I think that churches see their giving more along the lines of what I do on the street than the government's bureaucratic methods, which makes sense. Except that many evangelical charities give their aid on contingency- the gay hustler with AIDS is not a priority. This isn't always true. Catholics love their prostitutes. But still ...

    At any rate, I think it's right to call people on "selfish Christianity", meaning "I just want to make the world a place that doesn't offend my sensibilities so I can concentrate on getting into heaven." But, I don't think that those people are the same people that are involved in religious charity work, at least, not all the time. If those folks who think that help for the poor should be the domain of religious charities aren't evil.

    Here's what's being said about this article around the blogosphere:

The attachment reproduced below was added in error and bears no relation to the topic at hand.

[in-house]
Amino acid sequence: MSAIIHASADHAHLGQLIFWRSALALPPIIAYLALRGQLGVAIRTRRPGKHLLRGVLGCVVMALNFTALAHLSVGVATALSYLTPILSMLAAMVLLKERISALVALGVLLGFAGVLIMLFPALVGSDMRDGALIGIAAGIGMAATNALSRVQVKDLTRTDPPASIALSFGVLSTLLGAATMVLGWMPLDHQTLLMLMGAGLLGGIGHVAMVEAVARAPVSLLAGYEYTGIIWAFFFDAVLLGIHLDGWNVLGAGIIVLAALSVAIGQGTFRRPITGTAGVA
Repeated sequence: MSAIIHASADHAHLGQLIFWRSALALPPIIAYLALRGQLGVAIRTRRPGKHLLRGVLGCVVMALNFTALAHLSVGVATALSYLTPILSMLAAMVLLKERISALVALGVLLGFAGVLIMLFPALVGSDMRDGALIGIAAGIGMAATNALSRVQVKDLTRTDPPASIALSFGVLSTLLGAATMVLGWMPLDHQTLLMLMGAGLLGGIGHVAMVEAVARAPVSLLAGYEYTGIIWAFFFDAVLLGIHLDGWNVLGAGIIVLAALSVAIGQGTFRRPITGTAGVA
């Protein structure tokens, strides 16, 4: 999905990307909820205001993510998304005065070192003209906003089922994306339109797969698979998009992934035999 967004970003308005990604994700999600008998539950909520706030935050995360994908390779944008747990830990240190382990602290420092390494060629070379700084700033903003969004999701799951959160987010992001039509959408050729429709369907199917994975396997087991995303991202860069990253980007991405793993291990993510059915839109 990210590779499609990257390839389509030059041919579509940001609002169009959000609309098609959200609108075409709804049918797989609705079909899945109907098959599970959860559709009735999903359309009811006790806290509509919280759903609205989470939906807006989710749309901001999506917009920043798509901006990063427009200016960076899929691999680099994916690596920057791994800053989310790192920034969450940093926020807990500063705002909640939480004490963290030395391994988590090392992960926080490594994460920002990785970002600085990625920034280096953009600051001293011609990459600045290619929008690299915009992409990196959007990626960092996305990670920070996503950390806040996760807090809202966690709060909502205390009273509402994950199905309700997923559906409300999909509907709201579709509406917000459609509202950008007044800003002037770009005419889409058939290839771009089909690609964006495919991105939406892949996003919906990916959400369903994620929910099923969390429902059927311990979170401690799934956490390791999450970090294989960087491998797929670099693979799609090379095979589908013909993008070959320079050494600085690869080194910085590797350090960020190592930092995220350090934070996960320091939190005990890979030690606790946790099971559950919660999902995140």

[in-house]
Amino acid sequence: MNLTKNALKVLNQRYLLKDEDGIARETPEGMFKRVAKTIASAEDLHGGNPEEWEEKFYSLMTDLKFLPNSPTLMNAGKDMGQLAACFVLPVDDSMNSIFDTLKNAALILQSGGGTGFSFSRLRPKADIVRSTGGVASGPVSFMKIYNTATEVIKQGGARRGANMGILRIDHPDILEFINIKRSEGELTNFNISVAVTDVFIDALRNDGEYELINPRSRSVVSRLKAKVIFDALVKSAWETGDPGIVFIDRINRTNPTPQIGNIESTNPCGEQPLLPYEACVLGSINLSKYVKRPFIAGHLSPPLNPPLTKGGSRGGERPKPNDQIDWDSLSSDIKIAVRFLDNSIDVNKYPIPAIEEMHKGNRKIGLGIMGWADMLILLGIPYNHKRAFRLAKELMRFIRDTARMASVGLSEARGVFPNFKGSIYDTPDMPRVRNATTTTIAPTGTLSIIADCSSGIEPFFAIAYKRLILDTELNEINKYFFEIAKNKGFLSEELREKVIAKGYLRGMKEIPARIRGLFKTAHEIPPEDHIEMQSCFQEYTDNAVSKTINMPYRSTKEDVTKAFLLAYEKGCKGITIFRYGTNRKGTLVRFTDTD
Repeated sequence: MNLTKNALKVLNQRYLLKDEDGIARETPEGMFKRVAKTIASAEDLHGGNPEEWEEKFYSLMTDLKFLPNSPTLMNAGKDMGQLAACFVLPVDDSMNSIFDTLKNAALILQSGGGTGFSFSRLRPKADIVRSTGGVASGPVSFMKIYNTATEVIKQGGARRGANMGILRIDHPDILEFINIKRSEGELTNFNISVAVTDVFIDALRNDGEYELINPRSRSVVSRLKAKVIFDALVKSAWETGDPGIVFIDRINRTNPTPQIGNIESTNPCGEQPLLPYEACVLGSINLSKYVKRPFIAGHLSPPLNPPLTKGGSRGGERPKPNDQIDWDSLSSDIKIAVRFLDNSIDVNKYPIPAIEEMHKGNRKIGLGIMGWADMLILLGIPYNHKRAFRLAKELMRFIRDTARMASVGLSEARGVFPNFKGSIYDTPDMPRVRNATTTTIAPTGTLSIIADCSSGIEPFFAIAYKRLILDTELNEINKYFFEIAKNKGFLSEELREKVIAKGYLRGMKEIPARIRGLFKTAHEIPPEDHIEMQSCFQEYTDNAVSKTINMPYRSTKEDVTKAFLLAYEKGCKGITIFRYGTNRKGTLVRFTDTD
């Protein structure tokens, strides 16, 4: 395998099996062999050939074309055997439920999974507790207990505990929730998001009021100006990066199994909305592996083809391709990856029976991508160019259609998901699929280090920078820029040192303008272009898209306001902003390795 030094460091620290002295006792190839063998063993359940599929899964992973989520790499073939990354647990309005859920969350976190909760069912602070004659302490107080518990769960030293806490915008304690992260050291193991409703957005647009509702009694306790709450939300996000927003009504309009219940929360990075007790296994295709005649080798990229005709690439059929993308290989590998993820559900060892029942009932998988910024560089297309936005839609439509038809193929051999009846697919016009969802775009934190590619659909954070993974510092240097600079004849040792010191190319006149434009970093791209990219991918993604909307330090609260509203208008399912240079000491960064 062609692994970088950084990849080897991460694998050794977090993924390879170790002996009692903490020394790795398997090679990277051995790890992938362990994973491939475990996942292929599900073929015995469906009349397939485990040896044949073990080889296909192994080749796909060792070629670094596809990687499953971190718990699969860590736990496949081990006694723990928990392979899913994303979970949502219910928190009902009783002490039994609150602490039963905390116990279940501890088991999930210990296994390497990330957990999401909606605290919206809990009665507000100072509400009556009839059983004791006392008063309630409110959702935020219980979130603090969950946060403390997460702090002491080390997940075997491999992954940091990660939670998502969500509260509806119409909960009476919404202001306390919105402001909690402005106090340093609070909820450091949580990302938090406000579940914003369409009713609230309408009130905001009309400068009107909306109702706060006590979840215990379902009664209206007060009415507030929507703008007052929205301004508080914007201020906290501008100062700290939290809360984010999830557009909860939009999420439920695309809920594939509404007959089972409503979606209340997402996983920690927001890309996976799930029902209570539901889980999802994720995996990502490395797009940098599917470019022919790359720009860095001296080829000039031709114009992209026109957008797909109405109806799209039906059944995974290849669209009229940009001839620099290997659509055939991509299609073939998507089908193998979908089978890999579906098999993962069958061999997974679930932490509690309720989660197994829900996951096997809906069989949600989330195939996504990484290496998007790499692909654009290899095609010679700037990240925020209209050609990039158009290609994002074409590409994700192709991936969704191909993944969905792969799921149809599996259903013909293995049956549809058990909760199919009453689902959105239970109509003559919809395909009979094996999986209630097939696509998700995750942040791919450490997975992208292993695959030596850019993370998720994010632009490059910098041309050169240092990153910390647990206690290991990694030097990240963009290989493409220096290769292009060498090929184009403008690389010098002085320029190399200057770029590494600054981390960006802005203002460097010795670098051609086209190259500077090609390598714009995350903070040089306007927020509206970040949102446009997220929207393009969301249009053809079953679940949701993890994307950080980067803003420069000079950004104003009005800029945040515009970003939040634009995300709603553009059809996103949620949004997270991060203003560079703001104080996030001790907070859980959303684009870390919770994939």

Representing the Blue Team:

    D-Day:

    Basically the religious right is saying that governments are hopelessly cruel and there's nothing you can do about it, so toughen up. That's the Christian message this holiday season. It's a self-defeating message, since the current group of people in power have no interest in governing, no respect for governing, and when they fail, they can fall back on the message that "government is inherently bad." This is of course absurd, and the massive deficits we've managed to rack up are a testament to the fact that nobody currently in power wants anything to do with small government.

    Rebellious Peasant:
    ... recent statements by some fundamentalists such as Pat Robertson (who has ties to RJ Rushdooney, Chalcedon’s founder) “to execute Hugo Chavez” and that “Hurricane Katrina was caused by the sinful nature of the people in New Orleans” come as no surprise.